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Back in Time : February 1991
'Back in Time' is a monthly feature where we look back at the classic video gaming magazines twenty years ago this month. This month it's February 1991 when Turrican returned for a second round of platform run ‘n’ gunning, stunt car racing games seemed all the rage, Pang burst onto the scene and Gazza was kicking his ball across the formats...

C&VG 111

It was 'Race Hard' time as Raze went racing game mad for issue 4 with seven new releases covered. Taking pole position among them was Crash Course on the PC with 91%. Paul Rigby survived test-driving the stun car racer from Spectrum Holobyte to comment that “Crash Course has to be the best driving game available on the IBM PC. Apart from the great driving experience itself, there are so many options available to modify the game that, even if you’re not too happy with it initially, just a few tweaks will give you everything you could ask for!” To prevent any déjà vu, Julian Boardman sat in the driving seat to check out 4-D Sports Driving, a stunt driving simulation from Mindscape/DSI. The PC game also managed to cross the finishing line with 91%, with Julian remarking that “this could be a surprise hit this Christmas, and it’s definitely the best and most comprehensive stunt car game this yuletide.”

The 'Big In Japan' column looked at the Tera, a PC/Mega Drive hybrid venture between Sega and IBM Japan. Sounds good on paper, but with an estimate £400 just who was the target audience – no one, as it turned out. If that wasn’t enough Sega action there were also rumours of a new console codenamed the Giga Drive. This new wonder gaming machine would be based on Sega’s arcade System 32 board. 'Super Dupa' ran the headline to the Super Famicom article as Raze took a look at the 16-bit console from Nintendo which was recently released in Japan. As expected the specs slightly outshone bothe the Mega Drive and PC Engine. One interesting part of the console which was noted was “the 'user port’ where a rumoured CD-ROM drive could be attached.” Xenon III appeared in the PD reviews section. No, not a Bitmap Brothers sequel but a rather unofficial adaptation using the Shoot-'em-up Construction Kit.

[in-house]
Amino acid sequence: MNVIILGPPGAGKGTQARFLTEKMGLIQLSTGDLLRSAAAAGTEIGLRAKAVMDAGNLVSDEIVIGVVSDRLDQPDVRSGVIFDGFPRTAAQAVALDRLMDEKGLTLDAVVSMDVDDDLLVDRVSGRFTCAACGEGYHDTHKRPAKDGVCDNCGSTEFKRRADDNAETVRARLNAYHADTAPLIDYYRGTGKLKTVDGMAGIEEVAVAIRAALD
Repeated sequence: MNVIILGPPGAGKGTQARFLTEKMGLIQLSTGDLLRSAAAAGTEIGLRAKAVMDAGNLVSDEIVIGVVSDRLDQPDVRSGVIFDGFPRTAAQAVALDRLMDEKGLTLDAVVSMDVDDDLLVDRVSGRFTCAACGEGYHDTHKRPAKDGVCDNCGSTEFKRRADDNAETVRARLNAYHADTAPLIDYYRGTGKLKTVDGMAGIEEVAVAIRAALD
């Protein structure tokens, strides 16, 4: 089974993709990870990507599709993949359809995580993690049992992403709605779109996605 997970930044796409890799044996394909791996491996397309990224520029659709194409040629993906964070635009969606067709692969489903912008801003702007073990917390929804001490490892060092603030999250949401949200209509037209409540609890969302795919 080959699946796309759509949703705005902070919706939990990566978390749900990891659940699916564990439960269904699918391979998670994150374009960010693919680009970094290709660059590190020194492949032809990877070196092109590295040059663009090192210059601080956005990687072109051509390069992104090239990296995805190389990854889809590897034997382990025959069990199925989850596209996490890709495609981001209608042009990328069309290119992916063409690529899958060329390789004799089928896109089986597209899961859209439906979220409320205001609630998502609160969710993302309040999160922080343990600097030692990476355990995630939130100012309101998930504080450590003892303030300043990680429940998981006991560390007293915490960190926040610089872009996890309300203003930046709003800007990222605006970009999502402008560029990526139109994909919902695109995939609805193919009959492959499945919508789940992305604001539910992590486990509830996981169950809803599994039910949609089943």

The Atari Lynx lead the way in the reviews section as the arcade style shoot-'em-up Xenophobe racked up an impressive 94%. Les Ellis commenting that “the chance to play either a good or bad guy makes Xenophobe unique. While the one player game is a delight to not only play but also to look at, the multi-player games turn into mass battles.” Columns, Sega’s answer to Nintendo’s Tetris, debuted on the Master System and garnered a Rave rating of 90%. On the Mega Drive, John Madden Football scored a massive touchdown with 94%. The first game in the long running series was praised by Les Ellis: “For fans and non-fans alike, the game is very easy to pick up and play, visually attractive and aurally entertaining.”

Last Ninja 2 was a massive hit on the Commodore 64, so when the chance came to convert the game to the 16-bit computers, System 3 decided to remix the game with the resultant game being Ninja Remix. Although Julian Boardman awarded the Atari ST game 92%, he commented that “the high level of the puzzles and the occasionally disjointed landscape make this a very hard cookie to crack.” Prince of Persia, a platform adventuring game from Broderbund, was next to be raved as Paul Rigby gave the Amiga and PC versions 92% each. As expected the game was praised for its visuals as Paul wrote that the Prince “looks like a real person… Prince of Persia reeks of attention to detail and a hell of a lot of effort.”

Raze4-Crash Course


The One 28

Zero issue 16 was the first of many magazines to feature Turrican II on the front cover. Not only that, but a playable demo of the Amiga and Atari ST version was available on the coverdisk, accompanied by a demo of the puzzle game Chip’s Challenge. Topping the Atari ST charts this month was F-19 Stealth Fighter, while RoboCop II patrolled the Amiga charts and Wonderland wowed PC gamers.

The first 'Zero Hero’ accolade went to Turrican II, which received a dual review from Duncan MacDonald who play-tested both the Amiga and Atari ST versions. For the ST game, Duncan awarded the game 91% and wrote that “this is a dead impressive piece of ST programming overall, with smooth multi-scrolling that puts some Amiga titles to shame.” The Amiga version was equally praised, receiving a 90%, although was criticised for being 'a bit on the hard side’.

Strunt car racing sim Crash Course survived the course with Duncan MacDonald to come away with 90%. “An absolute hoot to play,” enthused Dunc on the PC game, “and, while not being quite there, it’s not too far from being as visually stunning as Indy 500... To sum up, Crash Course is, to date, the pick of the bunch of the Hard Drivin’ clones: and if I had to put my finger on why, then the answer would be simple – superb 'animation’.”

The space strategy Amiga game Deuteros: The Next Millennium impressed Tim Ponting enough to receive 92%. “I can’t really tell you how good it is without letting the cat out of the bag,” commented Tim. “You’re going to come across loads of problems, and the further you progress the bigger and harder it gets. It makes Millennium 2.2 look like a pee in the ocean.”

Winner of the 'Be a ZERO journalist for the day' competition in the Independent newspaper, reader Alex Richardson got the chance to review F-19 Stealth Fighter on the Amiga. Giving the flight combat sim 94%, Alex stated that the “Gameplay varies from the nerve-wracking suspenseful to the gut-wrenching exciting as you duck through enemy radar nets and take on the top enemy fighter jocks in a fight for air supremacy.”